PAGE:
In addition to the excellent content, though, his method of presentation was right up my alley. He did what I consider the best thing to do in using slide presentations: he used the slides to initiate discussion rather than regurgitating the points from the slides. Some presenters tend to read their slides and that's their presentation. That gets old really quickly. As well, I remember one time when I was in the Army and giving a briefing to a warrant officer being told that people can either read your slides or listen to you, not do both at the same time. Nate kept his slides clean and simple, usually just a few words or phrases per slide, which allowed him to emphasize his points and guide his discussion of the topic without the listeners getting distracted by a lot of visual noise on the screen. He actually did something really interesting, too, for his final presentation of the weekend (A Software Engineer's Guide to Usability): he had two different slide decks. The first contained his simple slides described above, and the other had more content grouped in bullet points and images. I guess people had complained that the slides didn't make good take-aways (which is probably true, unless you're an extremely thorough note taker) since they were more for guiding the discussion than posting information. I think it was a good tactic. in fact, I actually found myself referring to his "note slides" earlier today when writing up some notes for some of my colleagues.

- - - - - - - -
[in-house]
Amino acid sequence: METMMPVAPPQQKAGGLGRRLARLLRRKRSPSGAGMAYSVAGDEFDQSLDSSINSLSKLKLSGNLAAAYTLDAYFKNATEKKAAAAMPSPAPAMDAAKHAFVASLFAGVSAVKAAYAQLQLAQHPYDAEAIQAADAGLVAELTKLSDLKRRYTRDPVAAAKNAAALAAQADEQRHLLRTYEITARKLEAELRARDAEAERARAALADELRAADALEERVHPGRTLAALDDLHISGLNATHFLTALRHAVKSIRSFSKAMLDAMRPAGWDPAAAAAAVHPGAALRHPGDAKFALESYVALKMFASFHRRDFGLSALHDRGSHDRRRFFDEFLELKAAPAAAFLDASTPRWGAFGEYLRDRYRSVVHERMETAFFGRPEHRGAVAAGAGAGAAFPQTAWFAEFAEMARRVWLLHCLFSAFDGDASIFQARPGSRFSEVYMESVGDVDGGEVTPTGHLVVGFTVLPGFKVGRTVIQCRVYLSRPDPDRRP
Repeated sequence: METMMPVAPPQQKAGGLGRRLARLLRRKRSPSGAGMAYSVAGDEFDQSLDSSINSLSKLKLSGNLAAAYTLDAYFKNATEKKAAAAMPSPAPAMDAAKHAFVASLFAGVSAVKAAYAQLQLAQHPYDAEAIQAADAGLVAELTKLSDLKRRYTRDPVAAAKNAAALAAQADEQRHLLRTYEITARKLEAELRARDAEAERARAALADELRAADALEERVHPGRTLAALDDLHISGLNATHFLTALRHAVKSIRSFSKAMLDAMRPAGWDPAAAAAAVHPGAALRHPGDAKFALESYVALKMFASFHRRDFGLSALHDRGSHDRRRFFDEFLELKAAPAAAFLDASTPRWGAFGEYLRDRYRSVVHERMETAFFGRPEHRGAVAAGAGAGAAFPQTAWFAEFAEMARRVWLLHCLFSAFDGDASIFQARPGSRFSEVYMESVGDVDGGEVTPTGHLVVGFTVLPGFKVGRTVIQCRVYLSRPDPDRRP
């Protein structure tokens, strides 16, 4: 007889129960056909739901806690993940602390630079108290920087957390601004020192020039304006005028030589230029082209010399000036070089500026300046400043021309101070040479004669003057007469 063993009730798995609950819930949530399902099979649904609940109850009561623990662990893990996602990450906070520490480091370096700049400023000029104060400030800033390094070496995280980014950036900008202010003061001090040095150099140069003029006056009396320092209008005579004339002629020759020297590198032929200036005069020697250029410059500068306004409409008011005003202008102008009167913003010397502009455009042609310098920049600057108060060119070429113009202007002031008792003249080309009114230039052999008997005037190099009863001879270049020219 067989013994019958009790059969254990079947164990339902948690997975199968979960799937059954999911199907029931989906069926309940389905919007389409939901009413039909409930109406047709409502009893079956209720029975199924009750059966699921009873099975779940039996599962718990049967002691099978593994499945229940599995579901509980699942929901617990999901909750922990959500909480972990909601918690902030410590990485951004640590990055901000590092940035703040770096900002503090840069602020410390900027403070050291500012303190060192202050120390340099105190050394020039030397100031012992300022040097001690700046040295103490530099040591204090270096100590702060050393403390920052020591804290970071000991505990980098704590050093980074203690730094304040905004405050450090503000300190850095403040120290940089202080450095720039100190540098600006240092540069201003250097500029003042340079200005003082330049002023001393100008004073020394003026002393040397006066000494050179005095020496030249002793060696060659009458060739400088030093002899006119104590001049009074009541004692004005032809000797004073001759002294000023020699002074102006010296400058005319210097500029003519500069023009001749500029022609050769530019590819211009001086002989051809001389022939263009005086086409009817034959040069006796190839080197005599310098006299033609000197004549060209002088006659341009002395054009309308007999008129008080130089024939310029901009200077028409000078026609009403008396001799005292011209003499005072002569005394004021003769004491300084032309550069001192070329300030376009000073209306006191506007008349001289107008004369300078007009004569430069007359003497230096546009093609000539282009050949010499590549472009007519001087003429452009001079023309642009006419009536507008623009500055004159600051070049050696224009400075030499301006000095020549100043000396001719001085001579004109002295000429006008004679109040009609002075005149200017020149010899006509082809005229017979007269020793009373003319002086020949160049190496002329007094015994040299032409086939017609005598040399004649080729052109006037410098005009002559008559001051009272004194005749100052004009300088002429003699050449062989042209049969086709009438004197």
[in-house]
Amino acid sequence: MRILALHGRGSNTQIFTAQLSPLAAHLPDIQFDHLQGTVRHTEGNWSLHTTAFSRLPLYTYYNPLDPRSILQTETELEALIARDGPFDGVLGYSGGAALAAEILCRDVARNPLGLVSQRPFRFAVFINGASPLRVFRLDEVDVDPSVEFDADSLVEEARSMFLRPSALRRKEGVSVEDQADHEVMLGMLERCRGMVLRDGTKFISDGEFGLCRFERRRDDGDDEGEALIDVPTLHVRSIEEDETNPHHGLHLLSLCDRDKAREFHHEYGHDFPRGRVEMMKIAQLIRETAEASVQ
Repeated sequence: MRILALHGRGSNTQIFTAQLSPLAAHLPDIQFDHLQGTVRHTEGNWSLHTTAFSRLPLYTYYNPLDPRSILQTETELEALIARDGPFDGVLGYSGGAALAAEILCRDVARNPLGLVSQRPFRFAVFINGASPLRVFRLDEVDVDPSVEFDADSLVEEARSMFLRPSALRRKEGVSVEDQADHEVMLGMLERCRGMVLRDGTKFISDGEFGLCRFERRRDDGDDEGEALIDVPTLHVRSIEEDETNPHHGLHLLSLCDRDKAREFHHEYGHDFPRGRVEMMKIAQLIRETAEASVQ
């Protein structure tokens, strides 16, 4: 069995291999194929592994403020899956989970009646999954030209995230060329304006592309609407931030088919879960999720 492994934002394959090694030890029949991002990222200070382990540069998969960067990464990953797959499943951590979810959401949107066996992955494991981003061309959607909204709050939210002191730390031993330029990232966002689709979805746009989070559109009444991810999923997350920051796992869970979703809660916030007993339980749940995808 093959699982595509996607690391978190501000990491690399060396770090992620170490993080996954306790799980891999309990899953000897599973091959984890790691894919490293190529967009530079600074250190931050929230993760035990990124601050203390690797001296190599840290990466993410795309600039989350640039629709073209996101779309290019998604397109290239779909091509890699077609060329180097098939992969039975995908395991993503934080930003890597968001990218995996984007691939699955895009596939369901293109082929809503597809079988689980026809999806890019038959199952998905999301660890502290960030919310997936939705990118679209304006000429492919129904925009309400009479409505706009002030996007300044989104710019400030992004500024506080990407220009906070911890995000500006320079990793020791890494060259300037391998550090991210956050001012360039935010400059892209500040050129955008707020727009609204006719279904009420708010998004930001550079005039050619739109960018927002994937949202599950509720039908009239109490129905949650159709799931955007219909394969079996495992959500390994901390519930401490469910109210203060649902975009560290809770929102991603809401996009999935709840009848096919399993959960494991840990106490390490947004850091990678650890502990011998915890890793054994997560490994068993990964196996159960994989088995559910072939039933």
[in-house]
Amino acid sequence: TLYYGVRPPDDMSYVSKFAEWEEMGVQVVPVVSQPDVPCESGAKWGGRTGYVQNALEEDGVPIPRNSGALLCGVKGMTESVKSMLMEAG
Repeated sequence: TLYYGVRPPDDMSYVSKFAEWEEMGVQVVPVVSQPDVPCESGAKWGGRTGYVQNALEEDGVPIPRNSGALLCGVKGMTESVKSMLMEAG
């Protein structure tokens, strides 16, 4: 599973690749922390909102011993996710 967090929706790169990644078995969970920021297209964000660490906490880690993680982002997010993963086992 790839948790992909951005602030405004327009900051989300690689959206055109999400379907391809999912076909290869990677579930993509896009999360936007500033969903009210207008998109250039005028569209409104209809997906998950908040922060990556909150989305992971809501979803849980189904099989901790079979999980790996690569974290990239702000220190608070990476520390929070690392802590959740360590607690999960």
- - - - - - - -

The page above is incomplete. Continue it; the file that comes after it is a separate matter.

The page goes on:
I know some people don't like this form of presentation. In environments like this weekend, I tend to be a more audio learner, so Nate's presentation style really worked for me. But for people who are more visually oriented and who want to get their information mainly from the screen, that "simple" form of presentation might cause problems. But overall, I'd say his presentations, from my point of view, were among the best there, and actually were among the best I've seen in attending other NFJS events, too.